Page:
All the research I put into trying to solve the mystery of the AB, which no one could explain to me, ended up becoming the obsession which has led to this blog, my latest tattoo, and the book I'm forty pages into writing. And in all that research what I've found to answer my question is...
There were a lot of factors involved in the dissolution of the AB. But that's not what's important. What's important is that they did exist, and that they did have an amazing impact on the North. Captain Richardson, who was in command of all the road building in Alaska (hence Richardson Highway), was an AB. The President of the WP&YR railroad was an AB. S. J. Marsh, one of the first white men to explore the Arctic, was an AB. We owe our roads, our railroads, our maps, our infrastructure, our very independence, to these men who called themselves Arctic Brothers (though none of them lived north of the Arctic Circle). Why they disbanded isn't the most important detail of this story. What they accomplished, that's the story.
And all of this because... 114 years ago, a man named Henry left his hometown in Sidney, Maine, with his wife, Pauline, heading west. Why? Probably the same reason that anyone else did-- gold. Fortune. Relief from the economic depression. A fresh start. When he got to Skagway, he went no farther. His trade as a barber proved enough for him to make money in the town that was the gateway to the gold fields. He set up his business in a store front on Broadway that had been a hotel at one time.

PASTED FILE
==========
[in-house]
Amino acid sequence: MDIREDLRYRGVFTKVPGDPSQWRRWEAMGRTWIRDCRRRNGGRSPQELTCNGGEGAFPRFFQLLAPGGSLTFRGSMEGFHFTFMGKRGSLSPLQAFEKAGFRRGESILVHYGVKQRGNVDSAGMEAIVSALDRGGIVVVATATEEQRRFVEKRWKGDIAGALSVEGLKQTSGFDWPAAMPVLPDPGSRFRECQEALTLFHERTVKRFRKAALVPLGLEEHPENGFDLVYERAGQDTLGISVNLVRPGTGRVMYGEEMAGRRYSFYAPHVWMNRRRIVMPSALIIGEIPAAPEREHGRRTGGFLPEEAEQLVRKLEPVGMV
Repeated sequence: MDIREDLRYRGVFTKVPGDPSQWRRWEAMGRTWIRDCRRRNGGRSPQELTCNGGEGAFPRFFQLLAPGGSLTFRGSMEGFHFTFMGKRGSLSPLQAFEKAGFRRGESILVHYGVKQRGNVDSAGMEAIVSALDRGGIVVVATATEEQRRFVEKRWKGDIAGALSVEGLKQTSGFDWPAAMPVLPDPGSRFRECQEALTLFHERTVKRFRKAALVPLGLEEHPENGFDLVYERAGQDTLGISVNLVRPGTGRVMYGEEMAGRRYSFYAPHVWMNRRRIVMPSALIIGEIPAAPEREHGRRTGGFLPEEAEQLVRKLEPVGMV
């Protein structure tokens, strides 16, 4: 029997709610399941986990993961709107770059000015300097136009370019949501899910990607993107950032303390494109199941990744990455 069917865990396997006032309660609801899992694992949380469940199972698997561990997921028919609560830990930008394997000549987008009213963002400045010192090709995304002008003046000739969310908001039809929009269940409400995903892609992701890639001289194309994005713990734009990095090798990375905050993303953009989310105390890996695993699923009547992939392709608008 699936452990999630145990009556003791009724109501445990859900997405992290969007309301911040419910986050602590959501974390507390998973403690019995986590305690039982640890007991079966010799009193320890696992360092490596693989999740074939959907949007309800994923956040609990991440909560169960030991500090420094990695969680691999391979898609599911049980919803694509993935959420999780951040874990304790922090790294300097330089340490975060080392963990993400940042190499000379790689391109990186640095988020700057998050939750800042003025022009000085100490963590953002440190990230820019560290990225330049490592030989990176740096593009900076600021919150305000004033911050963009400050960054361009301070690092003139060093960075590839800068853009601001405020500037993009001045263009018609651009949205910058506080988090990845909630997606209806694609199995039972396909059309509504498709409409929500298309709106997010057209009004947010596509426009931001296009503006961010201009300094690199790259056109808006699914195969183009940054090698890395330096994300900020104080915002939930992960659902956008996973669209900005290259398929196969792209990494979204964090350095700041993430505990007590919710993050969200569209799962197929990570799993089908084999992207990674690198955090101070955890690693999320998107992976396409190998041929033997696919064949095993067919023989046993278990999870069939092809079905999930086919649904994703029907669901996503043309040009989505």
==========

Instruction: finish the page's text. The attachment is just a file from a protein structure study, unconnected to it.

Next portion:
4 years ago, a girl named Ashley left her home on the east coast, heading west. Why? Maybe some of the same reasons as Henry. A fresh start. Independence. A new beginning. When she got to Skagway, she knew it was home. The first place she went into when she got there, a place called Moe's Frontier Bar, had been in business for decades... but at one time it had been a barber shop in a store front on Broadway.
And the only reason I started delving into the Arctic Brotherhood was because Henry, the barber, shares my last name. He was an AB and in an attempt to learn everything I could about him to find a link between his lineage and mine, I found my brothers. They've given me a purpose and a goal unlike any I've ever had. Beause of Henry Bowman of Sidney, Maine, I know what I want to do with my life: write a book about the Arctic Brotherhood and bring their story, hidden for so long, back into light. And, God willing, bring their organization back into existence.